The name of Ruth Winifred Howard is one we should all
know. Earning her place in history as
the first African American woman to complete a doctorate in psychology, Ruth
Howard had a long career that encompassed social work, nursing education, and
developmental and clinical psychology.
Imbued from childhood with an appreciation of cultural diversity and
respect for all people, Howard was well prepared to “serve the needs of thickly
populated communities of differing cultural and economic strata,” as she
described her work at the
Ruth Winifred, born in 1900, was the eighth and youngest
child of the Reverend and Mrs. William James Howard of
Upon graduation in 1921, Ruth Howard began social work practice through the Cleveland Urban league and soon after accepted a position with the Cleveland Child Welfare Agency where she worked with children living in dysfunctional family situations or foster homes. Her work involved meeting representatives from schools and medical and child clinics, many of whom “didn’t understand or sympathized with cultural groups other than their own. This was markedly true about Negroes for whom they had firmly fixed preconceived ideas…” (Howard, 1983, p.58). Only the chief psychologist of the Cleveland Board of Education seemed to have some understanding of the needs of the black community. This unnamed woman spurred Howard to pursue a career in psychology.
Through a Laura Spelman
Rockefeller Fellowship for Parent Education, Howard studied at
clinical practice grew, she also pursued postdoctoral studies at the
was also active in numerous professional and community organizations. She helped organize the National Association
of College Women, and joined the American Psychological Association, the
International Psychological Association, the International Council of Women
Psychologists, the Women’s International League for Peace and Freedom, and the
Friends of the Mentally Ill. In
addition, she was a long time volunteer for the Young Women’s Christian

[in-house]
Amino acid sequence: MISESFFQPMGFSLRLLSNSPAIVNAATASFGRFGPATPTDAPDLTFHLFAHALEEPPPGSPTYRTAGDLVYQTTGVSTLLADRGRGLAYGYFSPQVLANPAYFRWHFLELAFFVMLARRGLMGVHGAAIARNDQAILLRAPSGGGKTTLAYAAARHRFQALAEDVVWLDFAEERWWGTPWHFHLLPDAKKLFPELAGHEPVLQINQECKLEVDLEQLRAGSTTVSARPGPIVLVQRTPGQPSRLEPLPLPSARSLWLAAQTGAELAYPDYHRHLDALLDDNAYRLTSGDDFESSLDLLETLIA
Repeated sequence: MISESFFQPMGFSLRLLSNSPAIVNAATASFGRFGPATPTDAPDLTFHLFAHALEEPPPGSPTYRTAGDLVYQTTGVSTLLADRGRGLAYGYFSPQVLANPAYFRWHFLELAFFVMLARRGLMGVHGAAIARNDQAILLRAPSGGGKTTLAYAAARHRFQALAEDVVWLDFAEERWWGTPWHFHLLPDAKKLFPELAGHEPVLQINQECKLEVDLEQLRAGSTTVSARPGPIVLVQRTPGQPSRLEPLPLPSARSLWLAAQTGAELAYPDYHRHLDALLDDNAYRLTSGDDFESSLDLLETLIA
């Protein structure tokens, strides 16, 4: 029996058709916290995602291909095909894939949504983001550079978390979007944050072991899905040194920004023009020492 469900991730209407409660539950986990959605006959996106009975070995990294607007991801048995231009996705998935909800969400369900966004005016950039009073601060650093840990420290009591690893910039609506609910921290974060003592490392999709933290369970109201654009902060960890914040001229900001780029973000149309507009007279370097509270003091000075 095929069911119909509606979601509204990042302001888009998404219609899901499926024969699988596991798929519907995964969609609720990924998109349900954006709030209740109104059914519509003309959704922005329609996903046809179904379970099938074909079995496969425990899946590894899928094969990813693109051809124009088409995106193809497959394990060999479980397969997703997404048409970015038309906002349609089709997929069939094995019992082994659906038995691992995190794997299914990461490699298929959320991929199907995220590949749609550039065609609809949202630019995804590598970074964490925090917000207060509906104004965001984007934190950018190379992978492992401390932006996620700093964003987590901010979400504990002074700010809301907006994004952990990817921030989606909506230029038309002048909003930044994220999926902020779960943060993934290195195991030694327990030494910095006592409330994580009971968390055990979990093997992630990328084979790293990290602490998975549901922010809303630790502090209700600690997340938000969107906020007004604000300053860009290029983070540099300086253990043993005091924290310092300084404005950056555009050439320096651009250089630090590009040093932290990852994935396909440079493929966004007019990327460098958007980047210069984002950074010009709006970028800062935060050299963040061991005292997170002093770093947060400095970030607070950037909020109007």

Association and Bartelme Homes, named for Judge Mary Bartelme, the first woman judge in
In 1964, Ruth
Howard lost her life-long partner, Albert Beckham. Remaining in
According to a
great-niece of Dr. Howard’s, Ms. Bertha French, her great-aunt died on
At the end of her 1983 autobiographical essay Howard paid tribute to the women psychologists who have contributed to the growth and development of psychology. She closed by stating, “I salute women psychologists as they receive recognition within their field and when they help other women attain their potential” (p.67). It is fitting, then, to close this biographical piece by saluting Ruth Winfred Howard, who rightly deserves recognition for her pioneering status, her many accomplishments, and for paving the path that generations of women have since followed.
Guthrie, R. V.
(1998). Even the rat was white: A
historical view of psychology (pp. 178-180).
Howard, R. W. (1944). Fantasy and play interview. Character and personality, 13, 151-165.
Howard, R. W. (1946). Intellectual and personality traits of a group of triplets. Journal of Psychology, 21, 25-36.
Howard, R. W. (1947). The developmental history of a group of triplets. Journal of Genetic Psychology, 70, 191-204.
Howard, R. W.
(1983). In A. N. O’Connell & N. F. Russo (Eds.), Models of achievement: Reflections of eminent women in psychology
*Originally published in The Feminist Psychologist, Newsletter of the Society for the Psychology of Women, Division 35 of the American Psychological Association, Volume 28, Number 2, Spring, 2001. Appearing with permission of the author.